I'm not a huge fan of authority figures, but I admire anyone who takes-up the call to become a police officer. They see a side to the world that we blissfully inoculate ourselves from. It's no surprise then that many officers live and work with the added burden of Post Traumatic Stress Disorder. Some find help with police department therapists. But for too many others, relief comes by taking their own life. "Suicide kills more officers every year than homicides or accidents at work", writes Julia Dahl in this week's Boston Globe Magazine. (article here)
I want to thank Josue Evilla and the editors at the Boston Globle Magazine for entrusting me with visualizing such a sensitive subject. It was impressive to see the level of concern they had for not exploiting this man's suffering by sensationalizing the imagery. At every step they wanted to make sure to keep in mind the families of the officers profiled. It was poignant to be reminded that they would be reading this article, and in the end they would either feel closer to the community of readers, or alienated by them. When AD's and Ed's make the decision to illustrate a sensitive topic, they place a huge responsibility on the shoulders of the artist. Will the art convey or undermine the text?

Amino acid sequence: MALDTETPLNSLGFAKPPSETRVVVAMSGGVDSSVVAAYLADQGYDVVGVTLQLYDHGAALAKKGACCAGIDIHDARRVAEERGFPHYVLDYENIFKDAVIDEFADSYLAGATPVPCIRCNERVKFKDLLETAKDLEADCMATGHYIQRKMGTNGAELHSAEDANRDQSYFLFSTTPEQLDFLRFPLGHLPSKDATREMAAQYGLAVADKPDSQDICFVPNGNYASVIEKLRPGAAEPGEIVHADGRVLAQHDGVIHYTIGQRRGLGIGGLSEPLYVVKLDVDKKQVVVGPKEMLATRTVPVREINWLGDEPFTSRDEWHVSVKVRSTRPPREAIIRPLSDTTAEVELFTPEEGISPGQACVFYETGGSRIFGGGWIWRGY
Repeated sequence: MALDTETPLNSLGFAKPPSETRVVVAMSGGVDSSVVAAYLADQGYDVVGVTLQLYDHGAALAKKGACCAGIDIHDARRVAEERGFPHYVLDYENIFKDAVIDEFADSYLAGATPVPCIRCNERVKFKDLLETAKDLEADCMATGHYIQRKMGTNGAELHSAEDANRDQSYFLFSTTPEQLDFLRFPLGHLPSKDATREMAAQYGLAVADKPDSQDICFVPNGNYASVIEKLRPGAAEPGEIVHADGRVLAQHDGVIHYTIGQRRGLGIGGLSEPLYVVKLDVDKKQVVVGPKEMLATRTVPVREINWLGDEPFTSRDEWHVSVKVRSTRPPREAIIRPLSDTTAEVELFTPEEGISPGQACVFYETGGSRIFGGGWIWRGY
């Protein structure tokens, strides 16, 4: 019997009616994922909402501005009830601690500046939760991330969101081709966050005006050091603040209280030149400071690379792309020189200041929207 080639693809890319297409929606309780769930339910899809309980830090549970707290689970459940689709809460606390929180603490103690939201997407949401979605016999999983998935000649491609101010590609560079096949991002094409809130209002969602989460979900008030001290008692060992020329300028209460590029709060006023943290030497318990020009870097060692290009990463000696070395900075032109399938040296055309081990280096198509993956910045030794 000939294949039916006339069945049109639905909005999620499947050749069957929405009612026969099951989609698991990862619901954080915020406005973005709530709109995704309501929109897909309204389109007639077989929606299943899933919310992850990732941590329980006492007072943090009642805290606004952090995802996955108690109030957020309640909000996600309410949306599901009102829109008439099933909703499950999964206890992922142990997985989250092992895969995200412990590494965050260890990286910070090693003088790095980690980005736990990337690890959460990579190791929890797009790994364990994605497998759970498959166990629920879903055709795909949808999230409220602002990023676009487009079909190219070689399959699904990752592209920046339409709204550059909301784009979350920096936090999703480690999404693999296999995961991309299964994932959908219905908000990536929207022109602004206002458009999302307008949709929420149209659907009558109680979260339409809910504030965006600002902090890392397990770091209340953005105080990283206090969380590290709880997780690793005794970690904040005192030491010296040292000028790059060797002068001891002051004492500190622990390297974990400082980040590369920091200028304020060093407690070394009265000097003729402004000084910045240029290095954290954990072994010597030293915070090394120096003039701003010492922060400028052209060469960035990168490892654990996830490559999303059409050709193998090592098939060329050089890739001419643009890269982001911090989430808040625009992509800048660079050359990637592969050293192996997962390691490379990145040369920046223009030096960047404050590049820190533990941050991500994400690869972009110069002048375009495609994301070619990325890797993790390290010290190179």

Stylistically I explored a couple variations on the cover image. Below you will see two versions - one with the figure more fully rendered with my collage style and another where the figure is basically a tightened line drawing from the original sketch. In the end, they went with the line version. I hadn't planned on doing a version with line only, but the notion of doing so is a by product of my regular process. I typically work in photoshop, collaging directly over a tight line drawing. At some point during this assignment it just seemed that an empty line-only figure did a better job of conveying the subjects emptiness, as well as, the desolation he felt in the world around him.
Thanks again, Josue!